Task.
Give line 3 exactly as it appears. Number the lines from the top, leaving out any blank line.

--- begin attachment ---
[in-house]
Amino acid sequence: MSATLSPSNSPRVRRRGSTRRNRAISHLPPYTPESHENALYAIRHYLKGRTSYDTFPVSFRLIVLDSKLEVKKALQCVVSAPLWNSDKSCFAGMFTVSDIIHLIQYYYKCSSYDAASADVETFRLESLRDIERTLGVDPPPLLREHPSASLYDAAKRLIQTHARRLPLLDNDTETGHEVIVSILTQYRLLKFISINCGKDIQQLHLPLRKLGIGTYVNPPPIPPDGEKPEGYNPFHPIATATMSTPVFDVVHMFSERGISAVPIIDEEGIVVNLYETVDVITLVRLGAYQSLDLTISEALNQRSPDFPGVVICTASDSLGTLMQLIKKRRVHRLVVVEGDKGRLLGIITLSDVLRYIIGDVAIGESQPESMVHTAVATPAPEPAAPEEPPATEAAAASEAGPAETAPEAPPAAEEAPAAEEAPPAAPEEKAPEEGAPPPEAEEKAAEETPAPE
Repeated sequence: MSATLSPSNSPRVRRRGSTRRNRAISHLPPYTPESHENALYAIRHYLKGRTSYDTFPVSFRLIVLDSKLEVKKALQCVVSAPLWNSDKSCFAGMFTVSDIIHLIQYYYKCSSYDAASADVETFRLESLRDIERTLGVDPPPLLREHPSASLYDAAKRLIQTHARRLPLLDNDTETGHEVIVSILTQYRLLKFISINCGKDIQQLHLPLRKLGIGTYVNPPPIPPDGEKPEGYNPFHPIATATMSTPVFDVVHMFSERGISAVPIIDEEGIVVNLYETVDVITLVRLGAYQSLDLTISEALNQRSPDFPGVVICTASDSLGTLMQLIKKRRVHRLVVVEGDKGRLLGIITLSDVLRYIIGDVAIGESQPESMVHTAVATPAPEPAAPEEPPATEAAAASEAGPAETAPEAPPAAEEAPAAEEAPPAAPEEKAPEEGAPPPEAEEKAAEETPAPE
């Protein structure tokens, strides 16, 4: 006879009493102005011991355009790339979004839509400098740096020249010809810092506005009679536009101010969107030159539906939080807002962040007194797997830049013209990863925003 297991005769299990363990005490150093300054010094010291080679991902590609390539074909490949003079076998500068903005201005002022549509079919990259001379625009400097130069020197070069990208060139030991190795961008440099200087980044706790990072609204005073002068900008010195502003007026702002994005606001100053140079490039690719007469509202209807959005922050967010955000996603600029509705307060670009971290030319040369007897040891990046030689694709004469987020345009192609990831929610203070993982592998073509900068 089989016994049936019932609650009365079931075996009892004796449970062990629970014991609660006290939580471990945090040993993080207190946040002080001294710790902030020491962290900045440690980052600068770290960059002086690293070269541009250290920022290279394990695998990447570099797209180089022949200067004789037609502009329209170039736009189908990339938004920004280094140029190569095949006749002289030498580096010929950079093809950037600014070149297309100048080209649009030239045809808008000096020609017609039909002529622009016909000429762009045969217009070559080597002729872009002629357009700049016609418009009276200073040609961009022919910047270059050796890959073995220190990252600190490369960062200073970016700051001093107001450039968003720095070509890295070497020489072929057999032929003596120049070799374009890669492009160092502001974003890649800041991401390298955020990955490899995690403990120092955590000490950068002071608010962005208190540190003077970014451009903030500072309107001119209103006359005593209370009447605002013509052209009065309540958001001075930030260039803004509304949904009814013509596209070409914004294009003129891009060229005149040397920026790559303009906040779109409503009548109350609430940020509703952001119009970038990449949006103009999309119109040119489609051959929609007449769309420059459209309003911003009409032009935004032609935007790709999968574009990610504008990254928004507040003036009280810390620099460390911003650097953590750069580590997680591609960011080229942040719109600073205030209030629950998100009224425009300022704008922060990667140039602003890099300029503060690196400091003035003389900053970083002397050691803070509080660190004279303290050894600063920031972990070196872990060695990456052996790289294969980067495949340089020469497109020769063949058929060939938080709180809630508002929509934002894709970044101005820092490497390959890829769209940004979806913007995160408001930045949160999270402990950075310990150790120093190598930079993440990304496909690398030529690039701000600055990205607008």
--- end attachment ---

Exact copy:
Repeated sequence: MSATLSPSNSPRVRRRGSTRRNRAISHLPPYTPESHENALYAIRHYLKGRTSYDTFPVSFRLIVLDSKLEVKKALQCVVSAPLWNSDKSCFAGMFTVSDIIHLIQYYYKCSSYDAASADVETFRLESLRDIERTLGVDPPPLLREHPSASLYDAAKRLIQTHARRLPLLDNDTETGHEVIVSILTQYRLLKFISINCGKDIQQLHLPLRKLGIGTYVNPPPIPPDGEKPEGYNPFHPIATATMSTPVFDVVHMFSERGISAVPIIDEEGIVVNLYETVDVITLVRLGAYQSLDLTISEALNQRSPDFPGVVICTASDSLGTLMQLIKKRRVHRLVVVEGDKGRLLGIITLSDVLRYIIGDVAIGESQPESMVHTAVATPAPEPAAPEEPPATEAAAASEAGPAETAPEAPPAAEEAPAAEEAPPAAPEEKAPEEGAPPPEAEEKAAEETPAPE